article 12-31-2016

Royce Dividend Value Fund Manager Commentary

Lead Portfolio Manager Chuck Royce and Portfolio Manager Jay Kaplan firmly believe that we have turned the page on the anomalous 2011-2015 period and in their view, we are on the road back to a more historically normal market environment, and think this bodes well for small-cap stocks.


Fund Performance

Royce Dividend Value Fund advanced 16.4% in 2016, trailing its small-cap benchmark, the Russell 2000 Index, which gained 21.3% for the same period. Three factors had an outsized effect on calendar-year underperformance: At the end of 2016 a significant percentage of the Fund’s assets were invested in mid-cap stocks, which meaningfully underperformed their small-cap peers (the Russell Midcap Index rose 13.8% in 2016); 23.4% of the Fund’s net assets were invested in international stocks, which significantly trailed their domestic counterparts; and the Fund had a high weighting in capital markets companies, a number of which were non-U.S., and the group as a whole underperformed relative to the Russell 2000. However, we were pleased to see value recapture leadership from growth in 2016 and cyclicals beat defensives.

Based on history and reversion to the mean, we believe that these two developments should have staying power, in particular because the previous five years (2011-2015) were so odd, with unprecedented levels of monetary policy intervention and little, if any, in the way of fiscal stimulus. Finally, we were intrigued by the number of holdings that entered 2017 with what we thought were very attractive valuations.

During the first half of 2016, Dividend Value increased 4.4% compared to 2.2% for the small-cap index. During the third quarter the Fund lost some ground, gaining 4.4% versus 9.0% for the benchmark. The Fund also lagged for the fourth quarter, up 6.7% versus 8.8% for the Russell 2000. The Fund's average annual total return since inception was 8.5%.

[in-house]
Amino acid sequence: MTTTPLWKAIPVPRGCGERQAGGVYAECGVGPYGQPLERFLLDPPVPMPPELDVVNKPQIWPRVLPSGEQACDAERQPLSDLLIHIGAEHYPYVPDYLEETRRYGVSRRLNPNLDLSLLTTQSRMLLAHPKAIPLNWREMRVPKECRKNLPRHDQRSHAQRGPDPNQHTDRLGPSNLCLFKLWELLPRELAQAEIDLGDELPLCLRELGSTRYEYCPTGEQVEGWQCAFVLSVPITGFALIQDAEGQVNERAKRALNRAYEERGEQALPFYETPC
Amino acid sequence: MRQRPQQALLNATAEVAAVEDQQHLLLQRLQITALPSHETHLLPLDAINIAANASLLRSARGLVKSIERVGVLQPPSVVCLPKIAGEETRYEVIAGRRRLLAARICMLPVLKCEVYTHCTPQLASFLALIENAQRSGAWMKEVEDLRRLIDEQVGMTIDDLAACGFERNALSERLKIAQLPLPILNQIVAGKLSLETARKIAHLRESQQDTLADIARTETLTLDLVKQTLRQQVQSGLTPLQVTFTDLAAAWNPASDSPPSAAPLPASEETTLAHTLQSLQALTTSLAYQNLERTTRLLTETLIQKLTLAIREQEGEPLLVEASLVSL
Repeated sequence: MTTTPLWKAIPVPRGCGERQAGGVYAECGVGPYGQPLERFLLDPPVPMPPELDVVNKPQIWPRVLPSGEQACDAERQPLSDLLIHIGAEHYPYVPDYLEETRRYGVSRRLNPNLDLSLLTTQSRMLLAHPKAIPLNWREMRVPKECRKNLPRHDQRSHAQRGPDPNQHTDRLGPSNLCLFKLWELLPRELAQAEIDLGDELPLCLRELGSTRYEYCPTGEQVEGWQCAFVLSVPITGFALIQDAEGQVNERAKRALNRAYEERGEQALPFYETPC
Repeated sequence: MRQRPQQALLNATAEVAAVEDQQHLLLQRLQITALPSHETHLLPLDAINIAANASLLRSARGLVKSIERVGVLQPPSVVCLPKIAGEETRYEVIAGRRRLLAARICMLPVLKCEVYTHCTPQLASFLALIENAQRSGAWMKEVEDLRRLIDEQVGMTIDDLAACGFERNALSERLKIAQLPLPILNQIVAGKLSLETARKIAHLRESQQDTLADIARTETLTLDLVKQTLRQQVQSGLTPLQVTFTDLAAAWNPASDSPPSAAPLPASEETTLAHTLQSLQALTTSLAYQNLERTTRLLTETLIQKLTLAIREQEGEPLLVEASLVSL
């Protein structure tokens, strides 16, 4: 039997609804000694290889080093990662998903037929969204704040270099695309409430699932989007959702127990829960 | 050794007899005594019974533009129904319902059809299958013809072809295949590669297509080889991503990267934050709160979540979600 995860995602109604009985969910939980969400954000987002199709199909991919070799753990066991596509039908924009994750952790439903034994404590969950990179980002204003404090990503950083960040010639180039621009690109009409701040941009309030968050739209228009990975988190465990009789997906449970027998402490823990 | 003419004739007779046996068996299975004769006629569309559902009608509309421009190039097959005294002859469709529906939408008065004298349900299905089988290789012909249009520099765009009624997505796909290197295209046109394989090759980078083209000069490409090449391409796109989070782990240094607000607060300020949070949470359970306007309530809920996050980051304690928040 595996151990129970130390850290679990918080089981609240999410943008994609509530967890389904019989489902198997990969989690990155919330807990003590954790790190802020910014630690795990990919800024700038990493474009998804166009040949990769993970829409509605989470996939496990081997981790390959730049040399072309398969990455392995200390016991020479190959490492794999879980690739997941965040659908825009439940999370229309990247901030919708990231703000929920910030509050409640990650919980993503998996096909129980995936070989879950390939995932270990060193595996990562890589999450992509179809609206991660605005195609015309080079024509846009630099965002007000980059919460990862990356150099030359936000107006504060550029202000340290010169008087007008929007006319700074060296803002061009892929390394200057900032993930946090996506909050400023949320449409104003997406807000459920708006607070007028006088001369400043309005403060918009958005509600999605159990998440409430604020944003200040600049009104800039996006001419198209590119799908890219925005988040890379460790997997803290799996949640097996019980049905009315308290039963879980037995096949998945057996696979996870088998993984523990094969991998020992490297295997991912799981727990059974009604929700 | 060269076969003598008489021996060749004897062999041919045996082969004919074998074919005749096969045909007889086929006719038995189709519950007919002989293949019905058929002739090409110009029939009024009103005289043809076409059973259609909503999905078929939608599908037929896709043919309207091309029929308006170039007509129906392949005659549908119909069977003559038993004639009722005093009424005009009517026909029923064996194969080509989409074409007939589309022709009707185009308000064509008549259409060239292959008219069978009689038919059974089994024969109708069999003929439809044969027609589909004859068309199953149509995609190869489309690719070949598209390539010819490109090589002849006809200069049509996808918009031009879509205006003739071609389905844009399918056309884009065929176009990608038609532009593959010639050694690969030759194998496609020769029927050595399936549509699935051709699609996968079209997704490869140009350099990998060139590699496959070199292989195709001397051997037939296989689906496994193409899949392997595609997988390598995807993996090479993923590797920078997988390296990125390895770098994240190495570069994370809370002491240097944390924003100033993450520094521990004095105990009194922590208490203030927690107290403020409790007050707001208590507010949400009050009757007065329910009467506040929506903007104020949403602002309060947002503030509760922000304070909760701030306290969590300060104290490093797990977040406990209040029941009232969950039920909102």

What Worked... And What Didn't

Nine of the Fund's 11 equity sectors showed net gains for 2016. Industrials and Financials led by a sizable margin, followed by a solid contribution from Materials. Telecommunication Services detracted most, albeit modestly, while Health Care saw a very small loss. At the industry level, machinery (Industrials), metals & mining (Materials), capital markets (Financials), and banks (Financials) were the leaders.

The biggest detractors among the portfolio's industry groups were diversified telecommunication services (a low weighting in one of the Fund's smallest sectors, Telecommunication Services), technology hardware, storage & peripherals (Information Technology), and marine (Industrials).

We were pleased to see value recapture leadership from growth in 2016 and cyclicals beat defensives. Based on history and reversion to the mean, we believe that these two developments should have staying power. We were also intrigued by the number of holdings that entered 2017 with what we thought were very attractive valuations.

The portfolio's top contributor at the position level was Worthington Industries, a metals manufacturing company that earlier in the year was able to improve margins and keep earnings positive in spite of some sales declines. Its stock was then galvanized by postelection optimism for significant infrastructure spending before pulling back a bit toward the end of the year. We reduced our position in November.